Having good equipment for spraying is crucial for top performance. Of course, good equipment does not necessarily mean good protection. It is important to know the equipment well in order to be able to calibrate it – for example, to adjust the air and water parameters, to get the best possible coverage. A lot of different sprayers are available on the market, so the best thing is to ask your dealer to help you out with settings and understanding the sprayer’s capabilities; and then take time to test your equipment. The fact is that you will need to calibrate your sprayer several times during the growing season as canopy grows. Also, depending on the pest and product used, you will either want to spray the whole canopy or only a part of it, and you need to know how to adjust the sprayer base on specific needs. And that’s why you need to know all the setting options of your sprayer; how to calibrate the nozzles position (angles), airspeed and volume, as well as air direction, in order to ensure the best possible deposition of the spray. Before you start calibrating the sprayer, don’t forget to check the weather in the vineyard.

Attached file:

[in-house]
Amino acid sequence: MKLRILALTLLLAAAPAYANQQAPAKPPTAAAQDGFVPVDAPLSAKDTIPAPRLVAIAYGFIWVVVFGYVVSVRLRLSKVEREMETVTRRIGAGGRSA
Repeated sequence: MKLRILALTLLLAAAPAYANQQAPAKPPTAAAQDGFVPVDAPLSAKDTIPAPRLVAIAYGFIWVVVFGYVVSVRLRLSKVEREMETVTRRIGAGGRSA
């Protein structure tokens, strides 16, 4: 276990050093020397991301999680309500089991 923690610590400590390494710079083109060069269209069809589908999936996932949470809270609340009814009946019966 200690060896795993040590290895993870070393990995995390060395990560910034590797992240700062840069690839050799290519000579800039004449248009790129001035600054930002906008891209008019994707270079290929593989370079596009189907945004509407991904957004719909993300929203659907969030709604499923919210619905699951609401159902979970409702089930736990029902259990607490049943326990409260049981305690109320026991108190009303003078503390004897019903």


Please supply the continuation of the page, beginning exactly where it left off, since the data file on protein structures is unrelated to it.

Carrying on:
3. Check the weather